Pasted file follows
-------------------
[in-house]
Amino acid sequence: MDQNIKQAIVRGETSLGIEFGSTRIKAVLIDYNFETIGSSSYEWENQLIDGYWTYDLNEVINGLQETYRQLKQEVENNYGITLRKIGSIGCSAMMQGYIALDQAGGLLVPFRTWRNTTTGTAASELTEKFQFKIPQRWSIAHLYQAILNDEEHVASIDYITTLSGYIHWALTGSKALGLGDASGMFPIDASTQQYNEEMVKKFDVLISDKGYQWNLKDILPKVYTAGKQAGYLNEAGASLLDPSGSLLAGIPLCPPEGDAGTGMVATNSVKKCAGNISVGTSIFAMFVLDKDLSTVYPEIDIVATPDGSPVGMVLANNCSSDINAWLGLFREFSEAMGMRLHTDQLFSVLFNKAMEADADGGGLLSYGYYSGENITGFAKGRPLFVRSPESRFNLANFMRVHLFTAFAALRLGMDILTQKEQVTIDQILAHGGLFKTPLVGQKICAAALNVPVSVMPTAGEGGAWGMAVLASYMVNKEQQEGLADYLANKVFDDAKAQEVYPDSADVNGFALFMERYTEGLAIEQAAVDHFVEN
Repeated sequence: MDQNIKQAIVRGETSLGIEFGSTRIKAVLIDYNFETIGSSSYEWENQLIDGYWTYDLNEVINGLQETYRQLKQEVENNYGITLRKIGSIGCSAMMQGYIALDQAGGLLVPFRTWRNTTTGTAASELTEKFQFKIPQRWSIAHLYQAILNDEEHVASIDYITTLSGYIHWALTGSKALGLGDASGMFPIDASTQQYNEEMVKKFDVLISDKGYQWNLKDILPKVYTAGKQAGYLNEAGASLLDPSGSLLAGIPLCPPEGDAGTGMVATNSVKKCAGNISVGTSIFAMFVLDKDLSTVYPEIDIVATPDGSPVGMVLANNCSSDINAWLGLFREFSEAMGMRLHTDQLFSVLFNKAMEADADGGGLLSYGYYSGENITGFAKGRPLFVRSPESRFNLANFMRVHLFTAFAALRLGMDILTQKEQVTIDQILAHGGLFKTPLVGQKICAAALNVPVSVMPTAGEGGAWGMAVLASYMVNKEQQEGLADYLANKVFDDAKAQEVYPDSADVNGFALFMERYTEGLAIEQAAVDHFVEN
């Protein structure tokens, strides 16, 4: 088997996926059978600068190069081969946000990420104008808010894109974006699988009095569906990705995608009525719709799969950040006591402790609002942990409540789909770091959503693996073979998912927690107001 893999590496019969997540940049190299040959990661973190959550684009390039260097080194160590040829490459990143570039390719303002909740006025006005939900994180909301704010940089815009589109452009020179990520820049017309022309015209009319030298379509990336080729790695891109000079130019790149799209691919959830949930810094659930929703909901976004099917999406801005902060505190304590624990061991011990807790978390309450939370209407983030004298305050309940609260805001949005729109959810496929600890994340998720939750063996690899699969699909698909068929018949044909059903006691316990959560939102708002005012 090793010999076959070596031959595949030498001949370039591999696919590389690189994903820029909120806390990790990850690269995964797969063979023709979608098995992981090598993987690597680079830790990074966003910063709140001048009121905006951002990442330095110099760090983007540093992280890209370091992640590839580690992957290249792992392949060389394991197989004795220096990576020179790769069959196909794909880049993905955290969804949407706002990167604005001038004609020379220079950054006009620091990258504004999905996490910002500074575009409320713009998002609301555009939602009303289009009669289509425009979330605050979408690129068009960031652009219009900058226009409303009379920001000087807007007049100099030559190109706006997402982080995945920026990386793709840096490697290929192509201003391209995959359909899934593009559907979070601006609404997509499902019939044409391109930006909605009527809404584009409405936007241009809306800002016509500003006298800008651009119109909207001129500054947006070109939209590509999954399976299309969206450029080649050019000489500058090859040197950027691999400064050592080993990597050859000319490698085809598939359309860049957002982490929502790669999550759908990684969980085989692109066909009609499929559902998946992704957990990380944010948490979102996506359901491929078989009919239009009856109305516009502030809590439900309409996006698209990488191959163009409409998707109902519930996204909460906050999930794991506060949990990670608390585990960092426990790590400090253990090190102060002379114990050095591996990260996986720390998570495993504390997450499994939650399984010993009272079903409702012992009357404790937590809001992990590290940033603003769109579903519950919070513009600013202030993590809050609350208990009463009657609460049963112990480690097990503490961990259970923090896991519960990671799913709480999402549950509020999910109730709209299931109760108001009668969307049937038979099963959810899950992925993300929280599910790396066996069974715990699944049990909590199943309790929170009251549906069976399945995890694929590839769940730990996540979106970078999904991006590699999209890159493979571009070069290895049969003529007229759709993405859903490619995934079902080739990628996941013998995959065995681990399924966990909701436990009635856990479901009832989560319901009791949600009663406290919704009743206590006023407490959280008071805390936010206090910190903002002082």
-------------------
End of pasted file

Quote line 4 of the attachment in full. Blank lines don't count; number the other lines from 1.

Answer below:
């Protein structure tokens, strides 16, 4: 088997996926059978600068190069081969946000990420104008808010894109974006699988009095569906990705995608009525719709799969950040006591402790609002942990409540789909770091959503693996073979998912927690107001 893999590496019969997540940049190299040959990661973190959550684009390039260097080194160590040829490459990143570039390719303002909740006025006005939900994180909301704010940089815009589109452009020179990520820049017309022309015209009319030298379509990336080729790695891109000079130019790149799209691919959830949930810094659930929703909901976004099917999406801005902060505190304590624990061991011990807790978390309450939370209407983030004298305050309940609260805001949005729109959810496929600890994340998720939750063996690899699969699909698909068929018949044909059903006691316990959560939102708002005012 090793010999076959070596031959595949030498001949370039591999696919590389690189994903820029909120806390990790990850690269995964797969063979023709979608098995992981090598993987690597680079830790990074966003910063709140001048009121905006951002990442330095110099760090983007540093992280890209370091992640590839580690992957290249792992392949060389394991197989004795220096990576020179790769069959196909794909880049993905955290969804949407706002990167604005001038004609020379220079950054006009620091990258504004999905996490910002500074575009409320713009998002609301555009939602009303289009009669289509425009979330605050979408690129068009960031652009219009900058226009409303009379920001000087807007007049100099030559190109706006997402982080995945920026990386793709840096490697290929192509201003391209995959359909899934593009559907979070601006609404997509499902019939044409391109930006909605009527809404584009409405936007241009809306800002016509500003006298800008651009119109909207001129500054947006070109939209590509999954399976299309969206450029080649050019000489500058090859040197950027691999400064050592080993990597050859000319490698085809598939359309860049957002982490929502790669999550759908990684969980085989692109066909009609499929559902998946992704957990990380944010948490979102996506359901491929078989009919239009009856109305516009502030809590439900309409996006698209990488191959163009409409998707109902519930996204909460906050999930794991506060949990990670608390585990960092426990790590400090253990090190102060002379114990050095591996990260996986720390998570495993504390997450499994939650399984010993009272079903409702012992009357404790937590809001992990590290940033603003769109579903519950919070513009600013202030993590809050609350208990009463009657609460049963112990480690097990503490961990259970923090896991519960990671799913709480999402549950509020999910109730709209299931109760108001009668969307049937038979099963959810899950992925993300929280599910790396066996069974715990699944049990909590199943309790929170009251549906069976399945995890694929590839769940730990996540979106970078999904991006590699999209890159493979571009070069290895049969003529007229759709993405859903490619995934079902080739990628996941013998995959065995681990399924966990909701436990009635856990479901009832989560319901009791949600009663406290919704009743206590006023407490959280008071805390936010206090910190903002002082």